This site now acts as an archive only. For the latest news, opinion, blogs and listings on disability arts and culture visit

Disability Arts Online

Looking forwards, looking back. / 26 February 2012

Ian Stanton sings and plays guitar, with a BSL interpretor.

Ian Stanton, South Street Arts Centre, Reading, July 1996

Zoom in to this image and read text description

I have an excellent week ahead, gorging on art, including theatre, music and painting. It surely doesn't get better than this. I just hope I find time for meals.

On Tuesday 28th February I’m going to see1 Beach Road at South Street Arts Centre, Reading.

South Street holds a few memories for me; this one’s the best:

In 1996, as a keen and fearless community development worker, I organised a strangely controversial disability arts cabaret here.

The line-up was impressive for our little show. The late, great and supremely wonderful Ian Stanton headlined, superbly supported by Genie Cosmos with Fish Out of Water, and the gently challenging and truthful poet Peter Street.

100 people, nearly all disabled, crammed into the main hall. We had two BSL interpreters, and free food was provided.

Free transport brought people from all four corners of Berkshire, not without a few hiccups, including mislaid passengers and a few disgruntled late arrivals.

Incredibly, the cabaret almost didn’t happen.

My steering group, a majority of disabled people, was very nervous.  It was art, see. And fun.

A strong case against the event was mounted. Questions were raised.

Was it a good use of public money?

How would it impact on the design, planning and delivery of health and social care services?

Was this an appropriate or effective deployment of a user development worker? I certainly thought so!

I argued at the time that this was a good way to bring disabled people together, to empower them, to raise consciousness and expectations, and to help build a movement.

Fortunately, I had an enlightened CEO and the cabaret went ahead. Thanks Madeleine, wherever you are.

So the event wasn’t just accessible, it was subversive. It was social model without theory. It was empowerment without flipchart.

Don’t get me wrong. Although I love Disability Equality Training, both delivering and participating,  nothing hits the spot, or does the job, like having a good time together.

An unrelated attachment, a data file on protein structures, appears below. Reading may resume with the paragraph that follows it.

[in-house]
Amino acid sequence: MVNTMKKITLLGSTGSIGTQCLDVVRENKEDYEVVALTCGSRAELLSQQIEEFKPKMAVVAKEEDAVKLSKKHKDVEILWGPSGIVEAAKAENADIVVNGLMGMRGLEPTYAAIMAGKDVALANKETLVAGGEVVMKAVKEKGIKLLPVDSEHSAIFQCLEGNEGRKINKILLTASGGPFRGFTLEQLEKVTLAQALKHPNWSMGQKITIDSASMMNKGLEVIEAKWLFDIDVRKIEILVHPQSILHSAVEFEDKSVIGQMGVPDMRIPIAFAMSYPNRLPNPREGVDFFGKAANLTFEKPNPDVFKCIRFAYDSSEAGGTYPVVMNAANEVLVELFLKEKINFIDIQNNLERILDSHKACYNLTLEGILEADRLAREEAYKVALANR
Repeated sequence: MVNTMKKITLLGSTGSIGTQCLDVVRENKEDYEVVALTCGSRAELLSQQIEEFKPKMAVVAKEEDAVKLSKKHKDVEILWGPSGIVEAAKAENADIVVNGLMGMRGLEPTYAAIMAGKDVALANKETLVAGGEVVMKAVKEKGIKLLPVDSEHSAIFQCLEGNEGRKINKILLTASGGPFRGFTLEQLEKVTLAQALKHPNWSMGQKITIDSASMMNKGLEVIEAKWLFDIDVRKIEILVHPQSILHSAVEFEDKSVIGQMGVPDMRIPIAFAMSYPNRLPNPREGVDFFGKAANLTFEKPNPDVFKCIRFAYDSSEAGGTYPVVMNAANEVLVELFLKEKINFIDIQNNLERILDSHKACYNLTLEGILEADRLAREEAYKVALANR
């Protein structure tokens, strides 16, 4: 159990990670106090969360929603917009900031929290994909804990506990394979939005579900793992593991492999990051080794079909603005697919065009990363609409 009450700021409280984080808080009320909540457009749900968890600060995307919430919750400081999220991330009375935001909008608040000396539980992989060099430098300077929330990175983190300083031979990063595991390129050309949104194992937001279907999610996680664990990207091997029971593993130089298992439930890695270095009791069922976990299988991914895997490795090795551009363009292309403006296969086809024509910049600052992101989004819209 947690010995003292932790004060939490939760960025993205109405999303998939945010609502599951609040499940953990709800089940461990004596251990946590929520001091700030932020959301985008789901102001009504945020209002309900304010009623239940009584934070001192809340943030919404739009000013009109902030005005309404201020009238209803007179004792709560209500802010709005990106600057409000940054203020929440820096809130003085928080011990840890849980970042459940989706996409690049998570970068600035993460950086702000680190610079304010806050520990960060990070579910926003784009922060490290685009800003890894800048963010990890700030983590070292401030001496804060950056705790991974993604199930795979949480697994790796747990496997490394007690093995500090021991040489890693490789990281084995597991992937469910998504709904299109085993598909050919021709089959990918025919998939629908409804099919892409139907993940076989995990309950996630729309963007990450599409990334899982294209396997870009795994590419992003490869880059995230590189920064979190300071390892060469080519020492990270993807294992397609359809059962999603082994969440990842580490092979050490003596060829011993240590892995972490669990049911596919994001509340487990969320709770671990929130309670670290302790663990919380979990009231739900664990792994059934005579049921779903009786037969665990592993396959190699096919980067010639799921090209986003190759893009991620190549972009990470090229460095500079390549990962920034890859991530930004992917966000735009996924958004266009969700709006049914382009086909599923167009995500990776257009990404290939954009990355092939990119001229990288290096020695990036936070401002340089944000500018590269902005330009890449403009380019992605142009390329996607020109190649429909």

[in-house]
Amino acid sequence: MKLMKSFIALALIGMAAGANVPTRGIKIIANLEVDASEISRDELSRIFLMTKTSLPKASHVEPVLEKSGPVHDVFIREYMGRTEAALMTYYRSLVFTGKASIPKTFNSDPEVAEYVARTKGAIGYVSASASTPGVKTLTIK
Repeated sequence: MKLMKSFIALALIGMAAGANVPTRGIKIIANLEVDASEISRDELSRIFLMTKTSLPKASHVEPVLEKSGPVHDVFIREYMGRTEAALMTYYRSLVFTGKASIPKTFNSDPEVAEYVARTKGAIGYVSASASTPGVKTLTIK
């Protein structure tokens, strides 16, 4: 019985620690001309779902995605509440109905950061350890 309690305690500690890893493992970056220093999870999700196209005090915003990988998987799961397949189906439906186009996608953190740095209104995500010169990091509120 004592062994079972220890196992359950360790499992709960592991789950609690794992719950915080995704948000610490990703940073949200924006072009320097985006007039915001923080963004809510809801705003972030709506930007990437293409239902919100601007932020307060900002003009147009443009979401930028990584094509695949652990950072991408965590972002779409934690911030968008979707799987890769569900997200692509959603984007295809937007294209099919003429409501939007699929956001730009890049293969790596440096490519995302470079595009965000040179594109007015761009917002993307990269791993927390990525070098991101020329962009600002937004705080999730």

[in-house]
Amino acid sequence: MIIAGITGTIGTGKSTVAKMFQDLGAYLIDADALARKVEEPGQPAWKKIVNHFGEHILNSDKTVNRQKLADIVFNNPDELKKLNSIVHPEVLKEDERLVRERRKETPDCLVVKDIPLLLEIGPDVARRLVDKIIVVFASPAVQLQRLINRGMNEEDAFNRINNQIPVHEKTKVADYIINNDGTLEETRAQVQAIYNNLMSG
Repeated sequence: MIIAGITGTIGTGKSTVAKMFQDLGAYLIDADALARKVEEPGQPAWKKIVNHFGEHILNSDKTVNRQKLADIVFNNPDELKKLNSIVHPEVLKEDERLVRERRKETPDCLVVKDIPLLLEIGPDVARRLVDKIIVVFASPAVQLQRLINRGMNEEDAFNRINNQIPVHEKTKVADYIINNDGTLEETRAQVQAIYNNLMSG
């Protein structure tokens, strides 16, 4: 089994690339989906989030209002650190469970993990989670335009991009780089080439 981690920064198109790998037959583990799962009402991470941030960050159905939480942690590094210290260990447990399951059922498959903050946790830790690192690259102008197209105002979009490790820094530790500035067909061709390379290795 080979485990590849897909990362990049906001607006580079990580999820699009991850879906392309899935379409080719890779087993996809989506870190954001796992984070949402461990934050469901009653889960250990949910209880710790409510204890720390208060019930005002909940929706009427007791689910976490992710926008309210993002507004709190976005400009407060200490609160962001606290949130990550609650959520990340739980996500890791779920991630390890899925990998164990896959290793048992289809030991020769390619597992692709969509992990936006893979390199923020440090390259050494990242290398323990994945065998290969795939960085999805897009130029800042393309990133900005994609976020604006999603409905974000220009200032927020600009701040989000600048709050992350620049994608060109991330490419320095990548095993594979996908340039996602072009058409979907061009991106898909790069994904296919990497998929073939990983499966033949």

Of all the events I've organised since, I never quite managed to top this one.


Keywords: access issues,art,cabaret,consiousness raising,disability art,disability equality training,disabled people's movement,empowerment,genie cosmos,ian stanton,peter street,public money,social model,south street arts centre,user groups


Tony Heaton

18 March 2012

wonderful to be reminded of the late,great singer and song-writer Ian Stanton, a proper northerner, ditto Peter Street who is still writing great poetry. these events helped to define the notion of disability arts and now looking back were very important milestones in our collective history. particularly poignent as we at Shape populate the chronology of disability arts with images and stories. thank you Deborah.

richard downes

26 February 2012

hefre in brent we used to do this on an annnual basis. Always coincided it to meet with the international day of disabled people. People still talk about the different gigs that happens over the last 21 years. Arts add to our days, add to our AGM's. They lift what would otherwise be a mundane experience. Our faves were clair lewis, johnny crescendo, sound minds, chas de swiet and his avant garde stripper friend but there were loads of others. We have not been able to afford to do this for awhile so we have replaced it with games playing. Famous Crips, Political gaffes. that sort of thing. I guess we are ina time where the fame is compromised and the gaffes grow. Thanks for the memories

Add a comment

Please leave your comments. They will display when submitted. DAO encourages critical feedback, but please be considerate. DAO reserves the right to edit or remove comments that don't comply with our editorial policy, which you can find on DAOs 'About' pages.

Your e-mail address will not be revealed to the public.
HTML is forbidden, but line-breaks will be retained.
This can be a URL of an image or a YouTube, MySpaceTV or a Flickr page (we'll handle the media embedding from there!)
This is to prevent automatic submissions.